Myeloma is a cancer of the plasma cells (a type of white cell). Plasma cells are found primarily in the marrow. About 90 percent of people with myeloma have disease involving multiple sites at the time of diagnosis. Some individuals have myeloma that progresses very slowly (sometimes referred to as “smoldering” or “indolent” myeloma). In myeloma, a B lymphocyte (the cell type that forms plasma cells) becomes malignant. Eventually, malignant plasma cells (myeloma cells) amass in the marrow and sometimes other sites in the body. The myeloma cells disrupt normal blood production, destroy normal bone tissue and cause pain. Healthy plasma cells produce immunoglobulins (antibodies) that protect the body against certain types of infection. The onset of myeloma interferes with antibody production, making people with myeloma susceptible to infection and other serious complications.
- There were an estimated 1,400 new cases of myelodysplastic syndromes (MDS) diagnosed each year from 2006 to 2010.
- The estimated overall incidence rate of MDS is 4.8 cases per 100,000 population.
- A possible cause of MDS (and acute myeloid leukemia) is repeated exposure to benzene.
Myelodysplastic syndromes (MDS) are a group of diseases of the blood and marrow, with varying degrees of severity and life expectancy. MDS begins with a change to a normal stem cell in the marrow. The marrow becomes filled with an increased number of developing blood cells. However, the blood is usually deficient in cells because the cells in the marrow die before they can be released into the blood. Normally, immature cells known as “blasts” make up less than 5 percent of all cells in the marrow. In MDS, blasts often constitute more than 5 percent of the cells. (A person with acute myeloid leukemia [AML] has more than 20 percent blasts in the marrow.) MDS has been known as “smoldering leukemia” or “preleukemia.” These terms may be misleading because they imply that MDS is only serious and problematic if it evolves into AML; this is not the case.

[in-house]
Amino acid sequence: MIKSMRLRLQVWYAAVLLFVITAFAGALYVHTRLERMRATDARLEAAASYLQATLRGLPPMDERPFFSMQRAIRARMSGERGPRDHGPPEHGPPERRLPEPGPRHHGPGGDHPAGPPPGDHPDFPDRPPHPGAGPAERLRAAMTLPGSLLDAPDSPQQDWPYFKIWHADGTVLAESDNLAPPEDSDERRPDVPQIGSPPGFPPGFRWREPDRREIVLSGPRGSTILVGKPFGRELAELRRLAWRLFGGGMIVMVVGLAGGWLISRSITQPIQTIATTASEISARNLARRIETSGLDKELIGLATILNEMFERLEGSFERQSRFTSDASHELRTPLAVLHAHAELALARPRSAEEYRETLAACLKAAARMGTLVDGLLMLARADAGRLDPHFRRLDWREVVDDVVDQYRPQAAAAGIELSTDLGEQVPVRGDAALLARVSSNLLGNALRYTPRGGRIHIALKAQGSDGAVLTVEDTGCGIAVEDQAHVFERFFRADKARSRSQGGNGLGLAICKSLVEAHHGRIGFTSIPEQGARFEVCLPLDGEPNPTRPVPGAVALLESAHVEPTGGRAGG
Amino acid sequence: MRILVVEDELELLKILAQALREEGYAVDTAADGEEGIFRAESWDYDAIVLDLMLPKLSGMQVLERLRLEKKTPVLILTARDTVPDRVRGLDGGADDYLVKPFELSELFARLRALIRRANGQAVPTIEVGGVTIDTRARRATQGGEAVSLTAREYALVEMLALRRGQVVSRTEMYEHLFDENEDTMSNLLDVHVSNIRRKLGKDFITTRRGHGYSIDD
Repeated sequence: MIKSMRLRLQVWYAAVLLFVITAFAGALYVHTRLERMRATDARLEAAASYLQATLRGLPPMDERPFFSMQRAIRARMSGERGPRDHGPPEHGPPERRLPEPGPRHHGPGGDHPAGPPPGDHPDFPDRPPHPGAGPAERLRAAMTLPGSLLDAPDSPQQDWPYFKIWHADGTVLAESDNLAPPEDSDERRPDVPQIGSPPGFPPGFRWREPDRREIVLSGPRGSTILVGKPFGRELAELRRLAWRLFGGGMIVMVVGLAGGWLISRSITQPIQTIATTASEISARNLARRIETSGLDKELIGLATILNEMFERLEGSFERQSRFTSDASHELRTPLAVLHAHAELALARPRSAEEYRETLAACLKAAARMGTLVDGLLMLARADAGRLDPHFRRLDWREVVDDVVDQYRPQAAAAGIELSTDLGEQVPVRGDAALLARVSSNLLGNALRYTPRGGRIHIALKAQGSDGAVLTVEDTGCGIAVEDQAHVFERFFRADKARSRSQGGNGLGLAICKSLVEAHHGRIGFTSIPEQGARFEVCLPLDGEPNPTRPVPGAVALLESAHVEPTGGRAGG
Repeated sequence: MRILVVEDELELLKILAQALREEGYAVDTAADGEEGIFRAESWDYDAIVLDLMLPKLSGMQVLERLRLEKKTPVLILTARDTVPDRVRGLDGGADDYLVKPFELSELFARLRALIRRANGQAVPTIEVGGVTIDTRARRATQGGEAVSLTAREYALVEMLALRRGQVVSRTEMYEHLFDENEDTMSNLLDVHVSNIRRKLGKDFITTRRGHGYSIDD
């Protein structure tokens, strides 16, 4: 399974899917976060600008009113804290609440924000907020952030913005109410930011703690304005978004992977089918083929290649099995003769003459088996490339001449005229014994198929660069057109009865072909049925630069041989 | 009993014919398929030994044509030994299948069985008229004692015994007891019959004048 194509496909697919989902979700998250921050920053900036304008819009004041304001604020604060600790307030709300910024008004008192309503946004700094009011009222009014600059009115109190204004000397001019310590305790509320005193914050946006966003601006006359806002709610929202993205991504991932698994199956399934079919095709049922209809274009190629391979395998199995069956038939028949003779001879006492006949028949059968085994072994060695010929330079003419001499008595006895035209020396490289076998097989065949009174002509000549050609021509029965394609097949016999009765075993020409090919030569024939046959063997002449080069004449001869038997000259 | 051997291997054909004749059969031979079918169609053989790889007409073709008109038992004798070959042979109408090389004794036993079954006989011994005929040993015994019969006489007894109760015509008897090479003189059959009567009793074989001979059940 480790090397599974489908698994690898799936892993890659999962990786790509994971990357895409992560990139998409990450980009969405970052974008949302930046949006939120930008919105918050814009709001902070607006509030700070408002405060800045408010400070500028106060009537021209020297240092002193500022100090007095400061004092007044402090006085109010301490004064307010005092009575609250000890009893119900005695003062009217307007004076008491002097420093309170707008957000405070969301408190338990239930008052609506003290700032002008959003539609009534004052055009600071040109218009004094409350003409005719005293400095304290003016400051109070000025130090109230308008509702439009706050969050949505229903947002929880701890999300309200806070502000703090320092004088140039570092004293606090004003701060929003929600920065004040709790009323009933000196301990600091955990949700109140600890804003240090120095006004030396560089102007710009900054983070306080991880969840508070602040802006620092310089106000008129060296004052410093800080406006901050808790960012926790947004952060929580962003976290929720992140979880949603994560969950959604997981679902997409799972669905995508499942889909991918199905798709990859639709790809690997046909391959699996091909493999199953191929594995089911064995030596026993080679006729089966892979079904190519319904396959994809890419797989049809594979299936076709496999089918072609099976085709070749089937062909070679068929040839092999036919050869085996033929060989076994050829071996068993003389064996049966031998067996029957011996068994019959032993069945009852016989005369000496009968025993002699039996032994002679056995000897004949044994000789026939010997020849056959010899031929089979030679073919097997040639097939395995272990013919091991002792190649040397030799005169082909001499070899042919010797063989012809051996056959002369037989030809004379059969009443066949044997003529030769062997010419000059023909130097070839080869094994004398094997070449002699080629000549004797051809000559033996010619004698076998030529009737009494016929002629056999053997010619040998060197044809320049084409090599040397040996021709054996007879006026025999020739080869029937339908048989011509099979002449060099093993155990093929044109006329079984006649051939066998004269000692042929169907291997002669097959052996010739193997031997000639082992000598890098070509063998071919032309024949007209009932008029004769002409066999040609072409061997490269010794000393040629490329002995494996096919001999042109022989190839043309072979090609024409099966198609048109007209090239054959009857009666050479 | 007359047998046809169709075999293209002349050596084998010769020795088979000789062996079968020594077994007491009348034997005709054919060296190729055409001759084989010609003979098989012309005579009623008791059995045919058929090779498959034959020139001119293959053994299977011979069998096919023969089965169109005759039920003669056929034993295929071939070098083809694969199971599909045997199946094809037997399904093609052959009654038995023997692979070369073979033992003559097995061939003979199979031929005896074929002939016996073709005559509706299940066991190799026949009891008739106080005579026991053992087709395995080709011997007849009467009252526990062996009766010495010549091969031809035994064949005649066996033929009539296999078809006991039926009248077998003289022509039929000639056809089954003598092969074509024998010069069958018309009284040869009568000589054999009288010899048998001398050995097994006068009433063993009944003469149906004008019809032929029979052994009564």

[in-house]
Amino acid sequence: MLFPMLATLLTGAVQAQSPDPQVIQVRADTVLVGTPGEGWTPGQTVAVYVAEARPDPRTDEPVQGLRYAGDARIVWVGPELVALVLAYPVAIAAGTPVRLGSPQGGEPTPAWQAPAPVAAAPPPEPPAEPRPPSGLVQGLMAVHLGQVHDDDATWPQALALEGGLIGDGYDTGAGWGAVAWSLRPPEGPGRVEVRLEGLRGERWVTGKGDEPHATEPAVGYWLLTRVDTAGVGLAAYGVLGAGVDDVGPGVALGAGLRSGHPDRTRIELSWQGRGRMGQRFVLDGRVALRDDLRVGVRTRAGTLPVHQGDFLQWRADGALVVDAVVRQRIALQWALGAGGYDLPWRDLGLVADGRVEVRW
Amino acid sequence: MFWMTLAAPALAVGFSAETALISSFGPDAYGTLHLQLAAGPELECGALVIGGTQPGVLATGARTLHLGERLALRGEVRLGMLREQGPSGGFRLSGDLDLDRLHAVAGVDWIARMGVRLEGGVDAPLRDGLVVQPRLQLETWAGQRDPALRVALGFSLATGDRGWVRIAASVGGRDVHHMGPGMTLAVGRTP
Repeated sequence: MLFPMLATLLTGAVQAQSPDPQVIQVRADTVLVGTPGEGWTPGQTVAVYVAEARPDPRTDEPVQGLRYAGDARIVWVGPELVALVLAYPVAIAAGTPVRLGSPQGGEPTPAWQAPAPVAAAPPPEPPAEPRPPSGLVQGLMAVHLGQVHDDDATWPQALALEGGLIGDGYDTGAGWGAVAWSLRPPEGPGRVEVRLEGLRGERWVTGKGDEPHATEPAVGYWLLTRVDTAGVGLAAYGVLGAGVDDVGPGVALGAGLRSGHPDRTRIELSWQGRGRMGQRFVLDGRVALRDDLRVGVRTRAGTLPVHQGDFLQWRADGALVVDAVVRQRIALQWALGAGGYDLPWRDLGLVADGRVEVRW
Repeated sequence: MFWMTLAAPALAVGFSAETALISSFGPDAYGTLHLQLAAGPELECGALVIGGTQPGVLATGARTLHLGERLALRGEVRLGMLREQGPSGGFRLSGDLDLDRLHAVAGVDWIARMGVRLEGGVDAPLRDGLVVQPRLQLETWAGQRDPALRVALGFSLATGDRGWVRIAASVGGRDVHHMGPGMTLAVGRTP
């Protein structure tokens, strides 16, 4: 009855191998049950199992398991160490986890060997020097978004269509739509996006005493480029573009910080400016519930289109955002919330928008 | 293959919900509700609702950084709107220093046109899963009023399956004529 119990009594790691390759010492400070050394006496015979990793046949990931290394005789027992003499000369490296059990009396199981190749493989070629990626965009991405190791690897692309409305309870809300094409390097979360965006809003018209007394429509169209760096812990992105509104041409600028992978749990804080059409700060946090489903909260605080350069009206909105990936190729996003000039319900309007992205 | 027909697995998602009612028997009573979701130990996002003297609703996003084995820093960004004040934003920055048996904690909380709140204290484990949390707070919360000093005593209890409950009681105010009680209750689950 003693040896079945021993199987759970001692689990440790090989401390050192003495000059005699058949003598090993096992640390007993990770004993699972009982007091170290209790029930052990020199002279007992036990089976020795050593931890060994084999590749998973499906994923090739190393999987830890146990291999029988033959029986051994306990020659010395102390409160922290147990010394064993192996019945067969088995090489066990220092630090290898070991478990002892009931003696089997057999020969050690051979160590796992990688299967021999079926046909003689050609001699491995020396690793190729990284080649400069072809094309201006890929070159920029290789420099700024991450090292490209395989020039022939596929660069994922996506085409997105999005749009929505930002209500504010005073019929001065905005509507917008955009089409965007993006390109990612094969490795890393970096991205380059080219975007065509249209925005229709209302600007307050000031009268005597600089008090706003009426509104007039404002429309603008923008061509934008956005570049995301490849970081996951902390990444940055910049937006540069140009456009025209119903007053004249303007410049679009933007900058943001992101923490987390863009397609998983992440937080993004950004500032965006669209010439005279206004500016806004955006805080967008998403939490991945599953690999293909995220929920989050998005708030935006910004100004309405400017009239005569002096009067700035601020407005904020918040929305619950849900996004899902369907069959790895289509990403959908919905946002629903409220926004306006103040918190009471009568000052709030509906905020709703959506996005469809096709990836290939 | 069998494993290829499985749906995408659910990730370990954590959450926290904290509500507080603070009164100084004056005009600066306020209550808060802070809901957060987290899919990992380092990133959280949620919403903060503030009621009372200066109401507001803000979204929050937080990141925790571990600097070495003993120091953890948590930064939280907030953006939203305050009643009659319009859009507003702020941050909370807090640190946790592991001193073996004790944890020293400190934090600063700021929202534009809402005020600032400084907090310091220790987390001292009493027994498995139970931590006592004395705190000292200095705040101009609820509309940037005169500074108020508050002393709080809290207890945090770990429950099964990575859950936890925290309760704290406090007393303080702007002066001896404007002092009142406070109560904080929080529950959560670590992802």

Myeloproliferative neoplasms (MPN) are types of blood cancer that begin with an abnormal mutation (change) in a stem cell in the bone marrow. The change leads to an overproduction of any combination of white cells, red cells and platelets.
This group of blood disorders includes polycythemia vera, essential thrombocythemia and myelofibrosis.
- The incidence rate of polycythemia vera (PV) varies worldwide, ranging from approximately 0.5 to 2.5 new cases per 100,000 people each year.
- The average age at which PV is diagnosed is about 60 to 65 years old.
- PV is uncommon in individuals younger than 30 years old.
- There are an estimated 0.1 to 2.4 new cases of primary thrombocythemia (PT) per 100,000 people each year.
- PT occasionally occurs in older children but is diagnosed mostly in adult men and women.
- Myelofibrosis affects about two in one million people.
- The average age at which myelofibrosis is diagnosed is between 50 and 80 years, but it can occur at any age.
- 1.5% of all new cancer cases diagnosed in Canada occur in youth & young adults age 15-29.
- 18% of cancers in youth & young adults age 15-29 are lymphomas – 12% is Hodgkin lymphoma and 6% is non-Hodgkin lymphoma
- Hodgkin lymphoma has a survival rate of over 95% in youth & young adults.
- Leukemia accounts for 6% of cancers in youth & young adults.